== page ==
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Sony’s 4K TVs for 2021: The lineup explained

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These are the 4K TVs Sony has unveiled for 2021

Sony has lifted the lid on its collection of TVs for 2021, and it’s an interesting bunch available in both OLED and LED formats, with sizes ranging from 50in to 100in should you have the living room space.

HDMI 2.1 is featured heavily – as you’d expect from a company that’s just released a console with the power to support 120fps 4K gameplay –  and that means support for Variable Refresh Rate (VRR), Auto Low Latency Mode (ALLM) and eARC is also included across the board. This year, every TV is also switching from Android TV to the new Google TV platform, which should mean a spruced-up UI and more of a focus on personalised recommendations. 

READ NEXT: The best 4K TVs

Perhaps the most interesting development, however, is the arrival of Cognitive Processor XR – a new chip that Sony says will use artificial intelligence to analyse scenes and adjust for optimal image quality. The chip is also apparently capable of upscaling regular sound to 3D surround sound, but how well that works in practice is something we’ll have to assess when the first review units arrive later this year.

One final bonus: buyers of the new Bravia XR models outlined below will gain access to something called Bravia Core, which will let owners stream a selection of “premium and classic” movies from Sony Pictures’ sizeable back catalogue in glorious 80Mbits/sec quality. That’s a far higher quality than the Netflixes and Amazons of this world and promises to provide an experience close to that of a 4K Blu-ray.

There are no pricing details on any of the TVs yet, but it’s pretty obvious which of Sony’s 2021 TVs are going to be the most and least expensive, so here they are in descending order.

Sony A90J/AJ90 Master Series OLED 4K TV (55in, 65in and 83in)

Sony’s top of the range 4K TV is, the company says, one of the brightest OLED panels ever made. That’s important because while OLED offers superior blacks and infinite contrast, one thing it often struggles with is reaching the brightness required for light rooms during the day. 

It will allow for 4K/120 at 48Gbits/sec over at least two of the HDMI ports and has a Dolby Atmos passthrough too. It will also support Dolby Vision HDR, HDR 10 and HLG standards, with audio supplied by Sony’s Acoustic Surface Audio Plus, where sound comes directly from the centre of the screen.

Sony A80J/AJ80 OLED 4K TV (55in, 65in and 77in)

The A80J is a weaker screen than the A90J purely because it misses out on the higher brightness levels, but buyers still aren’t likely to be disappointed with Sony’s XR Triluminos Color Pro tech doing the heavy lifting. Otherwise, it seems to be small changes, such as a remote without backlighting – something we’ve been quite happy to live without in the past.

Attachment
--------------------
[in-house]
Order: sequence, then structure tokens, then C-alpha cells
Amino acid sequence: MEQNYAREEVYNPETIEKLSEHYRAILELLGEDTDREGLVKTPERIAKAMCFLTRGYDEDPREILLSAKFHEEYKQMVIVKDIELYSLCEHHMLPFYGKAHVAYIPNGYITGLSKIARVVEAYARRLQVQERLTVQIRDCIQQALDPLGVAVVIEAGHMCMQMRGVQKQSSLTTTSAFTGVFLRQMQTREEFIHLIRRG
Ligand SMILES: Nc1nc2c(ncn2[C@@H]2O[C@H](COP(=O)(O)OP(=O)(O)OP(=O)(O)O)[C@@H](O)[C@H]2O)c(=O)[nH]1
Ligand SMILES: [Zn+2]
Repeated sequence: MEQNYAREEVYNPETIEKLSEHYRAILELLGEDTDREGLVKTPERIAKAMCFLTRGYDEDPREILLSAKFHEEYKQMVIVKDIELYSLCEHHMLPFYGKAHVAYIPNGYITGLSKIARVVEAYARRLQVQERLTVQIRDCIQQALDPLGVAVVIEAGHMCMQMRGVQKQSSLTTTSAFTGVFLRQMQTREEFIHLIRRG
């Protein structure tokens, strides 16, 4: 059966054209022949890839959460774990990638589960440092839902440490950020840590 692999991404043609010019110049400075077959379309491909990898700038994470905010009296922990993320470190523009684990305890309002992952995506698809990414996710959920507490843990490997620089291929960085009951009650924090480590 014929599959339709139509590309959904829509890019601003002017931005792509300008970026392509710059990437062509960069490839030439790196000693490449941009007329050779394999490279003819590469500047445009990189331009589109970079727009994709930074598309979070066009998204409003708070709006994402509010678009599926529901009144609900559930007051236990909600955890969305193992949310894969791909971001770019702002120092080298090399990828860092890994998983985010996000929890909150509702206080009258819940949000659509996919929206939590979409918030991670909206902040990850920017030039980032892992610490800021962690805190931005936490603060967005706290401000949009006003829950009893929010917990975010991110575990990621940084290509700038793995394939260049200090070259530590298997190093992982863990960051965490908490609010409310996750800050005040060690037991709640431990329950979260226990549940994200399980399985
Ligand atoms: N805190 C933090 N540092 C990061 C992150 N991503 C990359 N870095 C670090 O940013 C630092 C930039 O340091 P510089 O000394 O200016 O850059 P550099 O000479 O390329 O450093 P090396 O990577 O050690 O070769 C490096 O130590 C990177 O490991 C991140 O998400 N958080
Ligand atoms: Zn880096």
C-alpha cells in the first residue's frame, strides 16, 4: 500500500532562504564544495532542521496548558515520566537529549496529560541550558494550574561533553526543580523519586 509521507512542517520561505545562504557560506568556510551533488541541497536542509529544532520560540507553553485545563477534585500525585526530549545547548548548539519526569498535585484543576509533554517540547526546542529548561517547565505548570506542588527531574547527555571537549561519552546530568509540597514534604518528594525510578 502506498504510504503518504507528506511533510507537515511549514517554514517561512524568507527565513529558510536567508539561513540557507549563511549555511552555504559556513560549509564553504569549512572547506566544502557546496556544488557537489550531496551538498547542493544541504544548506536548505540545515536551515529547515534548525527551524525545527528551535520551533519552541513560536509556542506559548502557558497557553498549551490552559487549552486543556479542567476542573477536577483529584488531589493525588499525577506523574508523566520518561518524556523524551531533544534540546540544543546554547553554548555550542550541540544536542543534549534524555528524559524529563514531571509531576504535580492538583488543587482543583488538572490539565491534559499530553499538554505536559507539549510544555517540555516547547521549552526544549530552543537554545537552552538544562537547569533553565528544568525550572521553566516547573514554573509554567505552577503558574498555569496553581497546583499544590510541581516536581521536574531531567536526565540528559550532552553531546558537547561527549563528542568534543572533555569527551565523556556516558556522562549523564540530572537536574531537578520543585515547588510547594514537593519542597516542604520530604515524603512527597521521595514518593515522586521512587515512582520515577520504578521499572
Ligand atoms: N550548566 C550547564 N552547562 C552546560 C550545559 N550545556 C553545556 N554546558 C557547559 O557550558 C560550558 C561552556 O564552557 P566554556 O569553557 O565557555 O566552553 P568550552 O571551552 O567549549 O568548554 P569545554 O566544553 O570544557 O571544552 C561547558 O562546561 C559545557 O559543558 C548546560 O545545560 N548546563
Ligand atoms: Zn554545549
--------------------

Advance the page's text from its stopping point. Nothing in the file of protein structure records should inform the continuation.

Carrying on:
It looks set to be a strong rival to the upcoming LG C1, with 4K/120 HDMI ports and support for Dolby Vision HDR, HDR 10 and HLG all served via the Google TV OS. 

Sony X950J/XJ95 LED-LCD 4K TV (65in, 75in and 85in)

With last year’s LCD Sony TVs, the only way of getting HDMI 2.1 was to make the marginal downgrade from the XH95 to the XH90. That’s been fixed this time around, and the flagship 4K LED model will support 4K/120 via HDMI, which should be a relief to Xbox Series X and PlayStation 5 owners.

Although 10mm slimmer than last year’s models, it features a lot of fancy features, including the XR Contrast Booster and the XR 4K Upscaling technology seen on the pricier OLEDs. It will also include X-Anti-Reflection to reduce glare, but only on the 75in and 85in models. Once again, there’s support for Dolby Vision HDR, HDR 10 and HLG standards.

Sony X900J/XJ90 LED-LCD 4K TV (50in, 55in, 65in and 75in)

The next step down on the rung of Sony LED TVs loses quite a lot on the X950J, including the X-Anti-Reflection and a downgrade from Contrast Booster 10 to Contrast Booster 5, meaning that black levels won’t be as impressive. 

Despite that, it maintains the things that most people will care about, including the Cognitive XR processor (meaning it has the same upscaling and colour-enhancing abilities as its siblings) and support for 4K/120, Dolby Vision HDR, HDR 10, HLG and Dolby Atmos.

Sony X85J LED-LCD TV (43in, 50in, 55in, 65in, 75in and 85in)

We’re out of the XR range here and into the KD and, as well as meaning a drop in features and functionality, it’s worth mentioning that this doesn’t include access to the Bravia Core streaming service.

Also gone is the Cognitive XR Processor, with the 4K HDR Processor X1 in its place, but this still supports Dolby Vision HDR, HDR 10 and HLG, alongside useful HDMI 2.1 functionality such as 4K/120, VRR, ALLM and eARC. Just don’t expect picture quality to be quite as impressive as the models above it.

Sony X80J LED-LCD TV (43in, 50in, 55in and 65in)

Another member of the KD family drops things further. While it still maintains the 4K HDR Processor X1 and X-Reality Pro picture processing, this has HDMI 2.1 support that’s limited simply to eARC, meaning that the 50Hz display won’t be able to push 120fps gameplay on the Xbox Series X or PlayStation 5.

It maintains support for Dolby Vision HDR, HDR 10, HLG and Dolby Atmos, though.

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